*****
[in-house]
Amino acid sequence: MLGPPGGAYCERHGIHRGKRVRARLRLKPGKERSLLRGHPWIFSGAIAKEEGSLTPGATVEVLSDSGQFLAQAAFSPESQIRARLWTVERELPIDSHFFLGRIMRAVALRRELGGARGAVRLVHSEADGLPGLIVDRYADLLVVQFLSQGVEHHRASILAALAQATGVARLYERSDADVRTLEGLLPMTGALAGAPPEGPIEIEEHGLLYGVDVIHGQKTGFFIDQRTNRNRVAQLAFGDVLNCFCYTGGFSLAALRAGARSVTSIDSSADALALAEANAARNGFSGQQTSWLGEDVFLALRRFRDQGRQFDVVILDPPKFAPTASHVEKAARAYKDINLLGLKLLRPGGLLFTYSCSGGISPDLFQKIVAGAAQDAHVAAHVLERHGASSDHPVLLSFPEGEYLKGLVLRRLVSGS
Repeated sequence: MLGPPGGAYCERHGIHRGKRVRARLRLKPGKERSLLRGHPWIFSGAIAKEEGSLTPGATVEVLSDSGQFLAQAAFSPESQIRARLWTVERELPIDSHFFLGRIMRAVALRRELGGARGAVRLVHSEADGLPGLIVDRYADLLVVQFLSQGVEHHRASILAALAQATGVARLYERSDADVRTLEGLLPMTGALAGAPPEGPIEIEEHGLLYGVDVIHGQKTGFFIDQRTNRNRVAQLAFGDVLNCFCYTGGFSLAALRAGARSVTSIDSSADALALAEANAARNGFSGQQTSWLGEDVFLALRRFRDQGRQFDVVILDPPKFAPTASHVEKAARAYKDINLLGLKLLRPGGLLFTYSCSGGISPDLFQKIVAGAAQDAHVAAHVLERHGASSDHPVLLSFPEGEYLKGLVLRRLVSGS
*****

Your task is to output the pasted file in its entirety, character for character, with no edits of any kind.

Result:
[in-house]
Amino acid sequence: MLGPPGGAYCERHGIHRGKRVRARLRLKPGKERSLLRGHPWIFSGAIAKEEGSLTPGATVEVLSDSGQFLAQAAFSPESQIRARLWTVERELPIDSHFFLGRIMRAVALRRELGGARGAVRLVHSEADGLPGLIVDRYADLLVVQFLSQGVEHHRASILAALAQATGVARLYERSDADVRTLEGLLPMTGALAGAPPEGPIEIEEHGLLYGVDVIHGQKTGFFIDQRTNRNRVAQLAFGDVLNCFCYTGGFSLAALRAGARSVTSIDSSADALALAEANAARNGFSGQQTSWLGEDVFLALRRFRDQGRQFDVVILDPPKFAPTASHVEKAARAYKDINLLGLKLLRPGGLLFTYSCSGGISPDLFQKIVAGAAQDAHVAAHVLERHGASSDHPVLLSFPEGEYLKGLVLRRLVSGS
Repeated sequence: MLGPPGGAYCERHGIHRGKRVRARLRLKPGKERSLLRGHPWIFSGAIAKEEGSLTPGATVEVLSDSGQFLAQAAFSPESQIRARLWTVERELPIDSHFFLGRIMRAVALRRELGGARGAVRLVHSEADGLPGLIVDRYADLLVVQFLSQGVEHHRASILAALAQATGVARLYERSDADVRTLEGLLPMTGALAGAPPEGPIEIEEHGLLYGVDVIHGQKTGFFIDQRTNRNRVAQLAFGDVLNCFCYTGGFSLAALRAGARSVTSIDSSADALALAEANAARNGFSGQQTSWLGEDVFLALRRFRDQGRQFDVVILDPPKFAPTASHVEKAARAYKDINLLGLKLLRPGGLLFTYSCSGGISPDLFQKIVAGAAQDAHVAAHVLERHGASSDHPVLLSFPEGEYLKGLVLRRLVSGS